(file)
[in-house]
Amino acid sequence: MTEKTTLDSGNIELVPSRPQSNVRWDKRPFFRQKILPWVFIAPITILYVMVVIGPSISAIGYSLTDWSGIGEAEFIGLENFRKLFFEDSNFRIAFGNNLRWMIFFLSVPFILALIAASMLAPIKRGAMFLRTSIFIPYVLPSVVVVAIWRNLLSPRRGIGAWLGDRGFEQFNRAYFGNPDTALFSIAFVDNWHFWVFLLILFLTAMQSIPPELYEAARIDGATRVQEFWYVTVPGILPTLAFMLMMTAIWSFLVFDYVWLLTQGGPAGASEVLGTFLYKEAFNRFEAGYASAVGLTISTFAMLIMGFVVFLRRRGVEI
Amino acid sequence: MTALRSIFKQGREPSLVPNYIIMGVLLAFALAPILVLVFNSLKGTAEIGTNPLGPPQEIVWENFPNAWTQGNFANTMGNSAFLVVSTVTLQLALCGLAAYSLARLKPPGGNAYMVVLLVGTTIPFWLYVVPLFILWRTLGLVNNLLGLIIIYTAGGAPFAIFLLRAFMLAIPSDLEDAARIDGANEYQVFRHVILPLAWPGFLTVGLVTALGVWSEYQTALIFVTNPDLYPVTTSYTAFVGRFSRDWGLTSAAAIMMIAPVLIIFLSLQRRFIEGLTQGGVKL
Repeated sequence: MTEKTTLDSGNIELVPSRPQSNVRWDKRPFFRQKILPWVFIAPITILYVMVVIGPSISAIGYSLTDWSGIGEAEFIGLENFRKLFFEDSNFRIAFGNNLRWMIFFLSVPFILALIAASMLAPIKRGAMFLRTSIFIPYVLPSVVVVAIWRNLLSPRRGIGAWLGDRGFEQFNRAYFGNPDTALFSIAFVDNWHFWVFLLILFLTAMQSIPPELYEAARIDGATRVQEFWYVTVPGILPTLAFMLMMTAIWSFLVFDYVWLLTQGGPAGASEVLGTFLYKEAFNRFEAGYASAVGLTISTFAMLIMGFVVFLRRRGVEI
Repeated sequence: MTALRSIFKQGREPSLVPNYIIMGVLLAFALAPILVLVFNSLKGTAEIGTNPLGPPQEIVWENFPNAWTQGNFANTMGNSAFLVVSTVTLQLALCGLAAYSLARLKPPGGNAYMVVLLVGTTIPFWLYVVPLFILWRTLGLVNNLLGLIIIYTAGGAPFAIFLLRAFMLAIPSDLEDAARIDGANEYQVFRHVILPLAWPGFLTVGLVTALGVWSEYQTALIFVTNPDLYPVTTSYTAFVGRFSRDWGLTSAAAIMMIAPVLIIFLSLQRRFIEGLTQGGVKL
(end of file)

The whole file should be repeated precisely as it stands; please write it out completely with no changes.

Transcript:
[in-house]
Amino acid sequence: MTEKTTLDSGNIELVPSRPQSNVRWDKRPFFRQKILPWVFIAPITILYVMVVIGPSISAIGYSLTDWSGIGEAEFIGLENFRKLFFEDSNFRIAFGNNLRWMIFFLSVPFILALIAASMLAPIKRGAMFLRTSIFIPYVLPSVVVVAIWRNLLSPRRGIGAWLGDRGFEQFNRAYFGNPDTALFSIAFVDNWHFWVFLLILFLTAMQSIPPELYEAARIDGATRVQEFWYVTVPGILPTLAFMLMMTAIWSFLVFDYVWLLTQGGPAGASEVLGTFLYKEAFNRFEAGYASAVGLTISTFAMLIMGFVVFLRRRGVEI
Amino acid sequence: MTALRSIFKQGREPSLVPNYIIMGVLLAFALAPILVLVFNSLKGTAEIGTNPLGPPQEIVWENFPNAWTQGNFANTMGNSAFLVVSTVTLQLALCGLAAYSLARLKPPGGNAYMVVLLVGTTIPFWLYVVPLFILWRTLGLVNNLLGLIIIYTAGGAPFAIFLLRAFMLAIPSDLEDAARIDGANEYQVFRHVILPLAWPGFLTVGLVTALGVWSEYQTALIFVTNPDLYPVTTSYTAFVGRFSRDWGLTSAAAIMMIAPVLIIFLSLQRRFIEGLTQGGVKL
Repeated sequence: MTEKTTLDSGNIELVPSRPQSNVRWDKRPFFRQKILPWVFIAPITILYVMVVIGPSISAIGYSLTDWSGIGEAEFIGLENFRKLFFEDSNFRIAFGNNLRWMIFFLSVPFILALIAASMLAPIKRGAMFLRTSIFIPYVLPSVVVVAIWRNLLSPRRGIGAWLGDRGFEQFNRAYFGNPDTALFSIAFVDNWHFWVFLLILFLTAMQSIPPELYEAARIDGATRVQEFWYVTVPGILPTLAFMLMMTAIWSFLVFDYVWLLTQGGPAGASEVLGTFLYKEAFNRFEAGYASAVGLTISTFAMLIMGFVVFLRRRGVEI
Repeated sequence: MTALRSIFKQGREPSLVPNYIIMGVLLAFALAPILVLVFNSLKGTAEIGTNPLGPPQEIVWENFPNAWTQGNFANTMGNSAFLVVSTVTLQLALCGLAAYSLARLKPPGGNAYMVVLLVGTTIPFWLYVVPLFILWRTLGLVNNLLGLIIIYTAGGAPFAIFLLRAFMLAIPSDLEDAARIDGANEYQVFRHVILPLAWPGFLTVGLVTALGVWSEYQTALIFVTNPDLYPVTTSYTAFVGRFSRDWGLTSAAAIMMIAPVLIIFLSLQRRFIEGLTQGGVKL